So what is the alternative?

Option 2, an alternate provider running the Alexandra site, was rejected by the Jan 14 ICRP report on the basis that it could have a detrimental effect on residual services provided by WAHT, particularly the specialised services. UHB were not involved in the ICRP process, and this opinion was based on the theoretical effect of Option 2 on WAHT. However, the conclusion depended on the assumption that WAHT would continue to exist as a separate Trust in the south of the county, and that WAHT would be able to provide Modified Option 1 in a clinically sustainable way.

Furthermore, since Jan 14 the Dalton Review and the Five Year Forward View/New Models of Care have been published. The arguments around Option 2 therefore no longer apply, and we must now look at other options including Dalton type models and the break-up of WAHT as a provider organisation, along with the role that could be played by UHB.

We know that the QE hospital in Birmingham is at the limit of its capacity, and will be seriously affected by acute patient flows from Redditch & Bromsgrove. We also know that patients in our CCG area look north rather than south, due not least to the much better public transport links to the QE. Over a quarter of the GP practices in our CCG actually lie within south Birmingham. It is sheer fantasy to assume that patient flows from Redditch & Bromsgrove would overwhelmingly go to WRH, a point that is picked up in the WMCS report along with concern about patients with protected characteristics or low incomes struggling to access hospital services.

The UHB management have previously offered to look at taking over the running of the Alexandra site but the range of services that UHB could provide has not been properly explored to date, for the reasons stated above. This situation cannot stand.

We remain concerned at the loss of Consultant-led Maternity from the Alexandra site. Centralisation of overnight paediatrics and Consultant-led Maternity is part of Modified Option 1, and we do accept that WAHT is struggling to safely maintain two obstetric units in Worcestershire.

However, there is a lack of maternity capacity in the wider geographical area which will result in a curtailment of patient choice, so we must have a wider review of capacity. We note that Birmingham Women’s Hospital has plans via a £70m project to expand its capacity from 8100 to 9200 by 2017/18. We believe that the possibility of BWH taking over the facilities at the Alexandra site should be explored – this could provide much needed maternity capacity to the whole West Midlands area.

Next steps

This process has been trying to come up with a solution that maintains WAHT as the sole acute provider for Worcestershire. The publication of the WMCS report confirms that after almost 4 years of trying, we do not have a clinically sustainable model to achieve this aim. Furthermore, WAHT’s financial position is unsustainable. Enough is enough, it is time to carry out an urgent wider review of all options, irrespective of provider, and without the precondition that WAHT must continue as a provider organisation.

Urgent action is required, because WAHT is struggling to maintain existing services, and they are advising us of a potential need to centralise emergency surgery in 4 weeks and maternity/emergency gynaecology within months via on safety grounds. Once gone the domino effect will begin at the Alex, and moving more services to WRH, an overcrowded and poorly performing site, will in our view increase risk rather than resolve it.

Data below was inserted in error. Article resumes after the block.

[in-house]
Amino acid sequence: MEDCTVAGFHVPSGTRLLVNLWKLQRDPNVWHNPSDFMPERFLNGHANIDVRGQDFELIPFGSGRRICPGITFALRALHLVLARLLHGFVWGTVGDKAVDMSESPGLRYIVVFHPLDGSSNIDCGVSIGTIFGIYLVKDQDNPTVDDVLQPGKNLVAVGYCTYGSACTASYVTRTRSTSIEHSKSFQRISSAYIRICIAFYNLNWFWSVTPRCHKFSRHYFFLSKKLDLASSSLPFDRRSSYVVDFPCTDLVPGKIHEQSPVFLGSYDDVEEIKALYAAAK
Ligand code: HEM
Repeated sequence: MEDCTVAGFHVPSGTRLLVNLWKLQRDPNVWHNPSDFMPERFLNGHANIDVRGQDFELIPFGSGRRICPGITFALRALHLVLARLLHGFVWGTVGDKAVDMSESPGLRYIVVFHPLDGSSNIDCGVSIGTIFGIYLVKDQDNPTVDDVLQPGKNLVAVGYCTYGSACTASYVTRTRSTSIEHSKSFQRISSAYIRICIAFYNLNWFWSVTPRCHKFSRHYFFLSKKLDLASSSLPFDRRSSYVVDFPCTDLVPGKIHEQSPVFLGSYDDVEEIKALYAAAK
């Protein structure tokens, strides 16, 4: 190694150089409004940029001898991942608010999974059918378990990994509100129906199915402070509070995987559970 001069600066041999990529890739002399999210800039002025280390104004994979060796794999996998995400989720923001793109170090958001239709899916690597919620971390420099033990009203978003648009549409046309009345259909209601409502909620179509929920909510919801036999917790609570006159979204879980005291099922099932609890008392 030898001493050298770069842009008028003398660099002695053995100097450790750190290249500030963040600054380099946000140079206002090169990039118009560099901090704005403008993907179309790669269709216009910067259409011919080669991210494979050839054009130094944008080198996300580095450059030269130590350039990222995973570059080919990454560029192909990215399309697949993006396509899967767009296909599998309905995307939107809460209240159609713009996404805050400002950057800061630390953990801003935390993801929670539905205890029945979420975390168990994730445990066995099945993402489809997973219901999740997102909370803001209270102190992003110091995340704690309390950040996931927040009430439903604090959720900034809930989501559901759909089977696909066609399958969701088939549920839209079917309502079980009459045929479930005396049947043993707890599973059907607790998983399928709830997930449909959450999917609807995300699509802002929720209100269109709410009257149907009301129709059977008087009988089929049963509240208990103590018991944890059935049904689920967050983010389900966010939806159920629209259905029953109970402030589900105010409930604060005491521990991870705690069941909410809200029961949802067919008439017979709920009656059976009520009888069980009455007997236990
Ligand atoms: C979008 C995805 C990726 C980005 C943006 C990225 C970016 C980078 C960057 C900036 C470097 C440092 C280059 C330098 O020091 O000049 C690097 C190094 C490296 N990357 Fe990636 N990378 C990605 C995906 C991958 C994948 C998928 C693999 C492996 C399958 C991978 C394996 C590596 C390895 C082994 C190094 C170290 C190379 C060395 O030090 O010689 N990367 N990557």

The WMCS report warns that centralisation of individual services on ‘emergency’ grounds must be avoided if at all possible as it is highly undesirable for any changes to be made outside of a strategic plan.

We are organising an urgent Extraordinary Governing Body meeting and will be asking Governing Body to support the following as our official policies:

1) We revisit all emergency centralisations of service and ensure all mitigating actions have been taken

2) That we insist on an urgent review taking into account the wider health economy and a full work-up of alternative provider solutions

3) These options will include models involving the break-up of WAHT and Dalton-type models involving UHB

4) A wider review of maternity capacity in the West Midlands including the possible role of BWH at the Alex site

5) A repositioning of our CCG as a north-facing organisation and a reappraisal of our historical ties with South Worcestershire, including shared funding mechanisms

We have asked for an urgent meeting with our local MPs to discuss the above and to ask for their help to enable us to achieve the best possible outcome for the Alexandra and acute hospital services for our patients.

If you have any questions or suggestions please get in touch with Jonathan or any of the Governing Body GPs to discuss further.

Dr Jonathan Wells

Chair of FoAHSW Clinical Subcommittee

Chair/Clinical Lead, Redditch & Bromsgrove CCG

GP Partner, Hillview Medical Centre, Redditch

Dr Marion Radcliffe

Chair of FoAHSW Emergency Task & Finish Group

Governing Body Member and Urgent Care Lead GP, Redditch & Bromsgrove CCG

GP Partner, Davenal House Surgery, Bromsgrove

Dr Richard Davies

Assistant Clinical Chair, Redditch & Bromsgrove CCG

GP Partner, The Ridgeway Surgery, Astwood Bank

Dr Rupen Kulkarni

GP Governing Body Member, Redditch & Bromsgrove CCG

GP Partner, Winyates Surgery, Redditch

Dr Saf Siwji

Governing Body Member, Redditch & Bromsgrove CCG

GP Partner, Hollywood Medical Practice, Hollywood